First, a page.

But this is FL Studio, so you know this won’t just work exactly like everything else does. FLEX has a crazy number of possible sound engines under the hood – subtractive, wavetable, multisample, FM, and even amplitude modulation synths. It seems it also consolidates sound presets from elsewhere, including FL’s own Sytrus and Harmless, and could be a front end to sounds in the tool in future.

And then there are the extras. You can opt for lots of visualizations, including a vectorscope, frequency histogram, and nice colored sepctrogram, in addition to the usual waveform oscilloscope view. The envelopes aren’t dumbed down, either – you get full AHDSR envelopes for both amplitude and filter.

Wow – then, also, 22 (I think I counted right) filter types. That includes two comb filters, a vowel filter, notch, and lots of different shapes of shelves, low pass, and high pass – even three different variations of phaser effects. So, uh, what started as a freebie “beginner” synth somehow accidentally morphed into a filter-packed rival to flagship soft synths of late.

You also get effects, which also have tons of variants, including reverb and delay. The Limiter gets alternative distortion models.

It’s like you went in for a plain hamburger Happy Meal on sale for a dollar, and the kitchen went mad and added siracha sauce and replaced the meat with truffles, but … you know, no complaints there.

Also new in this version:

You can use FL as a VST or AU on Mac (Windows already worked as a VST)
Browser audio previewing
Performance monitoring
Tons of plugin updates
Tons of workflow updates

See the full release notes:
https://www.image-line.com/documents/news.php

FLEX manual:
https://www.image-line.com/support/flstudio_online_manual/html/plugins/FLEX.htm

The post FL Studio 20.5 adds free FLEX, a surprisingly powerful preset synth appeared first on CDM Create Digital Music.

The OP-Z now samples, too, in Teenage Engineering software update

Delivered... Peter Kirn | Scene | Mon 1 Jul 2019 4:04 pm

The OP-Z is the aggressively minimalist, love it-or-hate-it compact synth. But now an update makes it make way more sense – with sampling available, this pint sized synth turns into the instrument it was meant to be.

Teenage Engineering have always said the OP-Z isn’t a replacement for the Teenagers’ original OP-1. Instead, it’s a … successor that comes after the OP-1, builds on the OP-1 features, and at first was available in place of the OP-1, which was initially not available and now is available but prohibitively expensive.

Okay, whatever. The OP-Z is totally a replacement for the OP-1, with some new ideas and form factor and no more screen. But that’s great, actually. To the extent the OP-Z pisses off and confuses some consumers, it does so even more than the OP-1 initially did.

And what’s the point of having a compact, candy bar-shaped synth that obviously resembles a Casio CZ-1 if it doesn’t sample?

Adding sampling to the OP-Z means you can really make it your own, mangling sounds through its grungy but expressive interface. All that minimalism may lessen the value of this device for some, but for those willing to throw themselves into the workflow, it’s liberating – the portability and lack of distraction or surface complexity propelling your musical imagination somewhere different.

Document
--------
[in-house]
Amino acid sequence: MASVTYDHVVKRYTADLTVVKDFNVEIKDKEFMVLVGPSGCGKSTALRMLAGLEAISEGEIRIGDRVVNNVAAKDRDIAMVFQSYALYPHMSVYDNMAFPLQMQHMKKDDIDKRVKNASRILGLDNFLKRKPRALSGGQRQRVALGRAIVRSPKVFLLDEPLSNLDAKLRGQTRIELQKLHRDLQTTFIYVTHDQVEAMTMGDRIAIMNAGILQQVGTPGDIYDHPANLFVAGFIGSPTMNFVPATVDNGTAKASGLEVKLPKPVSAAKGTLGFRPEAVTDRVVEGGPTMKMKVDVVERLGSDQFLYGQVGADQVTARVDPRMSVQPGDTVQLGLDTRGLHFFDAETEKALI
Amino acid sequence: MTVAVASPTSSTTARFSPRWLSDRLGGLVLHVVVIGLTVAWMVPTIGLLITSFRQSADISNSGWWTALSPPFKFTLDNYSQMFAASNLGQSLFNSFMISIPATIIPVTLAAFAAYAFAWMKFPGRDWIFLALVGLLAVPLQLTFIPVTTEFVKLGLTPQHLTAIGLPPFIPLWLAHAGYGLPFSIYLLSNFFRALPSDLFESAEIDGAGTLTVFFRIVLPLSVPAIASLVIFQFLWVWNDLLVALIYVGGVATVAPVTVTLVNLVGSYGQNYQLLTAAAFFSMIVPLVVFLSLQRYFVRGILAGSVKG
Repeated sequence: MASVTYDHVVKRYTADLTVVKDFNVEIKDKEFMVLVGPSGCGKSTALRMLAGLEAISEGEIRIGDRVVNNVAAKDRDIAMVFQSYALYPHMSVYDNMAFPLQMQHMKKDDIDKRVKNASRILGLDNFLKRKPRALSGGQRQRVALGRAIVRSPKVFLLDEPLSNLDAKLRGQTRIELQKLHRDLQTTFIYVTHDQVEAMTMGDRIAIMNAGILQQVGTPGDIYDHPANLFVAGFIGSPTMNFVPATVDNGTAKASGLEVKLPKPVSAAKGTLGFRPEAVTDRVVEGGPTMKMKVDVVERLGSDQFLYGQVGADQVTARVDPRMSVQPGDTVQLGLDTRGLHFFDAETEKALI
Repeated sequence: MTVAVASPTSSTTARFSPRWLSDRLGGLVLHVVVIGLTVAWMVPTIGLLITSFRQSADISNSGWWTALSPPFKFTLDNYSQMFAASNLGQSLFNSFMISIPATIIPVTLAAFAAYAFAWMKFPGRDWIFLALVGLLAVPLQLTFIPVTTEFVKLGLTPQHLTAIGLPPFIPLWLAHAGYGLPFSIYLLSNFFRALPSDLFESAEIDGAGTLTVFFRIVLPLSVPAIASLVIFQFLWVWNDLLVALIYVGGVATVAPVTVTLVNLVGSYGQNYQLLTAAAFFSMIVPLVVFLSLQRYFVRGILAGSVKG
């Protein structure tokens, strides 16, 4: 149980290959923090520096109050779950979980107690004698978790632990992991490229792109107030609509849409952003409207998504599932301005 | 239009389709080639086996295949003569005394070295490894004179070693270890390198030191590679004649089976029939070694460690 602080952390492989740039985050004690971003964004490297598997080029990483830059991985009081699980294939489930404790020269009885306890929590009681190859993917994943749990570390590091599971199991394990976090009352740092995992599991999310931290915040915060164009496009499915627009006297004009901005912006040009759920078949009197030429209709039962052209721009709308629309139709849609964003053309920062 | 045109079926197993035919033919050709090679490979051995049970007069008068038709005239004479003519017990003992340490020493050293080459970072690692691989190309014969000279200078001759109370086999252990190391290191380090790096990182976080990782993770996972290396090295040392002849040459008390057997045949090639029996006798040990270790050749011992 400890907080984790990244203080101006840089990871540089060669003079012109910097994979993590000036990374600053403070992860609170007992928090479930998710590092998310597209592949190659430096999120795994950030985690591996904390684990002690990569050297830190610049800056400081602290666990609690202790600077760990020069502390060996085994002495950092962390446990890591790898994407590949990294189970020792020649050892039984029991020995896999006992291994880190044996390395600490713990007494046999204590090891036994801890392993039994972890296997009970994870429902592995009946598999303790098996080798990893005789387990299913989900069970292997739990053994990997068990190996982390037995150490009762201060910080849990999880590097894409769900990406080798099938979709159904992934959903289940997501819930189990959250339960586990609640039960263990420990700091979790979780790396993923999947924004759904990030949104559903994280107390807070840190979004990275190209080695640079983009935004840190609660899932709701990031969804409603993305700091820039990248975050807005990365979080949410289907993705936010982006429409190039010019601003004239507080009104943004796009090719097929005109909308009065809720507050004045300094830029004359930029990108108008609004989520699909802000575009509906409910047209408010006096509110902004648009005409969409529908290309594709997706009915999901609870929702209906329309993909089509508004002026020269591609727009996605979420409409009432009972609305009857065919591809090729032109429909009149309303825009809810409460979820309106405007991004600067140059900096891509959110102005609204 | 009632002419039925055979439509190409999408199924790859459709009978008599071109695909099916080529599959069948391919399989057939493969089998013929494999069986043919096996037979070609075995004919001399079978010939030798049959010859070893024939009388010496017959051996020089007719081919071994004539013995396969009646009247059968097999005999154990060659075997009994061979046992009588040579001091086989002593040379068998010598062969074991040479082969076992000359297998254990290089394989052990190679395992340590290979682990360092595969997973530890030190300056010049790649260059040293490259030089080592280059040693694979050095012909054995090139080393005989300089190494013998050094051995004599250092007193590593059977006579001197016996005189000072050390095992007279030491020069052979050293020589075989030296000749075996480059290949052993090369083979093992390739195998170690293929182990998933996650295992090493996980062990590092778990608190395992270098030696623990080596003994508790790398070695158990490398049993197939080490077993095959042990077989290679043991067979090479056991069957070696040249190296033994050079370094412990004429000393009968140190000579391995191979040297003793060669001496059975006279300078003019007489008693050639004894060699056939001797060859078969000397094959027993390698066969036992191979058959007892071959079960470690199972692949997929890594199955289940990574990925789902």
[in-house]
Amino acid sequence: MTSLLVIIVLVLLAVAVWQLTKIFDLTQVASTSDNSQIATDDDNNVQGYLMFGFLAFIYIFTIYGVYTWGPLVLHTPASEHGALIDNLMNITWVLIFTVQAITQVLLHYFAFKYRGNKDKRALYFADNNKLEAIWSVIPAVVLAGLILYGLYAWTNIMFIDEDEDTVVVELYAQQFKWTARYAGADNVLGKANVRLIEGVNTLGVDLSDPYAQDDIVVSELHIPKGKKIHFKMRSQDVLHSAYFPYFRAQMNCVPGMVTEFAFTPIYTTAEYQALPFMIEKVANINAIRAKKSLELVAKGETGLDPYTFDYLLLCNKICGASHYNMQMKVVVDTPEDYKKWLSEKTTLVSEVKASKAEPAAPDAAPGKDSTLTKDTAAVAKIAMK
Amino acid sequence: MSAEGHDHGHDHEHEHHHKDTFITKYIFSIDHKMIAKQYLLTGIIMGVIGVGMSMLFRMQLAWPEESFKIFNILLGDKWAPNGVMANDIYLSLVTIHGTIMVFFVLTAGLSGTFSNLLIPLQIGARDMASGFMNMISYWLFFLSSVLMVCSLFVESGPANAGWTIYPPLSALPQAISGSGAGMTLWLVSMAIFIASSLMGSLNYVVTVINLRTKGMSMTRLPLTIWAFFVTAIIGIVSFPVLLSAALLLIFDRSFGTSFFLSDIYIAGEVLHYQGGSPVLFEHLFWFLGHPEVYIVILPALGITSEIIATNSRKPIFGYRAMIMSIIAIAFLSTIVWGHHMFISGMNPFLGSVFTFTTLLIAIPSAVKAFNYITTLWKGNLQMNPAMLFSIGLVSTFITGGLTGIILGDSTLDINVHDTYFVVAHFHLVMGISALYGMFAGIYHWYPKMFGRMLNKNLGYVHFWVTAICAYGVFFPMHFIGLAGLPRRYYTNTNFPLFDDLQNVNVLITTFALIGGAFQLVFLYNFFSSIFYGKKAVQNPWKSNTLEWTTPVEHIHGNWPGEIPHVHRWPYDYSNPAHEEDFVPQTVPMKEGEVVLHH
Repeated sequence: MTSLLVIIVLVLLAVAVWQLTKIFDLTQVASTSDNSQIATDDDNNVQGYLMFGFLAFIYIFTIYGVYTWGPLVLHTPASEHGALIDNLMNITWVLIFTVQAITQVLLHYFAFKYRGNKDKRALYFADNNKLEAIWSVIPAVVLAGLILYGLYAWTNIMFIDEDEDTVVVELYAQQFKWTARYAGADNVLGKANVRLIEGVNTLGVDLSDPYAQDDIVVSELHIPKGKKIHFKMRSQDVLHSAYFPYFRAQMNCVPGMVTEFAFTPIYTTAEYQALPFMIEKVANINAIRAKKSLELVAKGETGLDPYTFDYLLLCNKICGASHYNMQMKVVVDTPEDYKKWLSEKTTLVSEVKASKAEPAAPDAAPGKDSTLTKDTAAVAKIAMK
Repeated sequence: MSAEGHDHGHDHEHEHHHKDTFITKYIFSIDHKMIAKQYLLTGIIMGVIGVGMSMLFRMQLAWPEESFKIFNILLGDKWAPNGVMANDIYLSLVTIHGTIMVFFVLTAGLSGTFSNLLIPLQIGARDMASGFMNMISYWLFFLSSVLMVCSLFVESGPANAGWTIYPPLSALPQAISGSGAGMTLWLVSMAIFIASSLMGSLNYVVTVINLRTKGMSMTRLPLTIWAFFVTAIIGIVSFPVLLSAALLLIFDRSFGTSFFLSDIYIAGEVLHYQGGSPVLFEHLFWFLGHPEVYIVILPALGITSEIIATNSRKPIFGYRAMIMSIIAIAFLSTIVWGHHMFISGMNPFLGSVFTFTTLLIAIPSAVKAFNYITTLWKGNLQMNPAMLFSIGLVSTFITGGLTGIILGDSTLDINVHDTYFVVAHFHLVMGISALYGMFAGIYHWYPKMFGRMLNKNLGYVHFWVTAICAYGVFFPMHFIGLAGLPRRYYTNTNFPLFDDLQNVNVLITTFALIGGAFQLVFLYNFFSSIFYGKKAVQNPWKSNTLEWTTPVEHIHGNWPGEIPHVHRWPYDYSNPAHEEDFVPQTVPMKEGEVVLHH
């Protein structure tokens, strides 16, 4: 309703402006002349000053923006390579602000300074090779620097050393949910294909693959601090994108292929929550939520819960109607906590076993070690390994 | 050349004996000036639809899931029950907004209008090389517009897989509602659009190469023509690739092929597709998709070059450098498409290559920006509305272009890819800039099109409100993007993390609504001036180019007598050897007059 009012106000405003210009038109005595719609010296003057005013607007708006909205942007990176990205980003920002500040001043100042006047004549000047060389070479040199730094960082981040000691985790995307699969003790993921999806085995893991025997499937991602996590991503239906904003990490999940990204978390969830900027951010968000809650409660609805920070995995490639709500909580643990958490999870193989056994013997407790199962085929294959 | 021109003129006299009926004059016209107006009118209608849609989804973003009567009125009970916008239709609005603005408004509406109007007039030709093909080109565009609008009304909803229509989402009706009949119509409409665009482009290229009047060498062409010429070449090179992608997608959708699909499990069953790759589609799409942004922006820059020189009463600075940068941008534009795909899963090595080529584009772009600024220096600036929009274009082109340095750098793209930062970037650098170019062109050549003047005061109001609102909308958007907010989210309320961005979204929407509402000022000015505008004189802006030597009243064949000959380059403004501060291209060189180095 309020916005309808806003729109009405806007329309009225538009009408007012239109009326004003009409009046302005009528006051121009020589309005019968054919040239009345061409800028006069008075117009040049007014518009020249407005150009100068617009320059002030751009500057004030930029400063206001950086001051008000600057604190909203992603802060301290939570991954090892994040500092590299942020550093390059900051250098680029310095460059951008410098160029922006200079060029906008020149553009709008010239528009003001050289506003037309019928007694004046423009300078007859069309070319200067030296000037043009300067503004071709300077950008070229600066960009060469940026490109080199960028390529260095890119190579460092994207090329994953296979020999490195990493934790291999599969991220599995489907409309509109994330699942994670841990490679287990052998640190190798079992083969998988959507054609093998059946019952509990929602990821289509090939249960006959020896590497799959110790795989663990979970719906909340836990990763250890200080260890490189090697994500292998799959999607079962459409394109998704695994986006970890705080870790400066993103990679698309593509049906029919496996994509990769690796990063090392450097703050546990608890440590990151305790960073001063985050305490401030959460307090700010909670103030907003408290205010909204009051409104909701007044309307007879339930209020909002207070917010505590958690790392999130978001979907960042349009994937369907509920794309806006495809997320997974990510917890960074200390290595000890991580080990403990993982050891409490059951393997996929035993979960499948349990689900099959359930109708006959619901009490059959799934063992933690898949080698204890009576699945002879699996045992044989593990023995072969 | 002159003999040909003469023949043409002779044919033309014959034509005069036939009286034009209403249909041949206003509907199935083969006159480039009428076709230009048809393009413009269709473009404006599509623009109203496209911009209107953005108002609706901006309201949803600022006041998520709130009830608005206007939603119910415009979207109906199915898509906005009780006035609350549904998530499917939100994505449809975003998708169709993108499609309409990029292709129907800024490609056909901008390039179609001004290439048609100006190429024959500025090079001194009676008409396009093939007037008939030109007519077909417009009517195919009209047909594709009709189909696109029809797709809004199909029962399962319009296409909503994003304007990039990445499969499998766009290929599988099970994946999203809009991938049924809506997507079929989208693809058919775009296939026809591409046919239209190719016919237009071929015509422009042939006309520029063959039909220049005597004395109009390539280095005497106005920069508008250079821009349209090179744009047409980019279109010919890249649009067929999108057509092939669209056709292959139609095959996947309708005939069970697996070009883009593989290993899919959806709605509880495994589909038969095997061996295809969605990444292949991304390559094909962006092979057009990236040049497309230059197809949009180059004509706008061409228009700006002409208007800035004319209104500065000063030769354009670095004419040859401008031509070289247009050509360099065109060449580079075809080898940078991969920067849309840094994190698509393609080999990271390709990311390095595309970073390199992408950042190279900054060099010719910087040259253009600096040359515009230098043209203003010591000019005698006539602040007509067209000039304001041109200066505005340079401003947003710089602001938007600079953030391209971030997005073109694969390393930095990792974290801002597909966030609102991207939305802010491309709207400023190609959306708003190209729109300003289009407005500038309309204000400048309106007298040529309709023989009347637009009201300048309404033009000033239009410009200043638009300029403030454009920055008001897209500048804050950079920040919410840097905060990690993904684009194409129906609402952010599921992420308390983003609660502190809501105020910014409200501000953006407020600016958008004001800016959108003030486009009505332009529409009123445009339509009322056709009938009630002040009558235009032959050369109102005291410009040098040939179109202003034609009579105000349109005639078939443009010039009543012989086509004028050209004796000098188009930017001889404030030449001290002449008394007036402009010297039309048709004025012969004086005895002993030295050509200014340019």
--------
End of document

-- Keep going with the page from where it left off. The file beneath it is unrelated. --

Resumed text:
Or not. Because I think the thing that’s lovely about Teenage Engineering is that their synths don’t have to please everyone – they’re willing to please some people more while pleasing other people less.

But the bottom line is, this is the update that brings the OP-Z in line with its initial promise and what the OP-1 could do. Once you learn the shortcuts and use the force, you might not even miss the display (though the iPhone/iPad app is there, at least while you memorize the layout).

Sampling also lets this double as an audio interface. I still think you’ll want the oplab module for I/O, and I wish they’d just make that standard. But if you’re willing to splurge on an idiosyncratic device, there’s nothing quite like the OP-Z.

In this update:

new sampling mode

2 channel audio interface

full OP-1 sample format support (pitch, gain, playmode, reverse)

improved stability

support importing raw samples to drum tracks

apply track gain before fx sends

don’t allow copying empty steps
restart arpeggio with TRACK + PLAY on arpeggio track
don’t trigger gate step component if track is muted
toggle headset input with SCREEN + SHIFT

send clock out if enabled even though midi out is disabled
don’t loose clock sync when switching project via pattern change
fix broken parameter spark random setting
fix force save not working on project 1
fix inverted headphone gain levels dep. on impedance

note!
this firmware adds support for the gain, play direction and playmode settings of the OP-1 sample format. in older firmwares, these settings were ignored. this might lead to your patterns sounding different if you are using custom samplepacks. the most likely culprit will be the playmode setting. the OP-1 defaults to GATE, while the OP-Z used to treat everything as RETRIG. Adjust your playmode setting on each sample to RETRIG, to get it sounding like before.
if your track levels change due to the gain setting, either adjust the track volume, or adjust the per sample gain value.

Here’s the original OP-1 sampling feature, explained:

The post The OP-Z now samples, too, in Teenage Engineering software update appeared first on CDM Create Digital Music.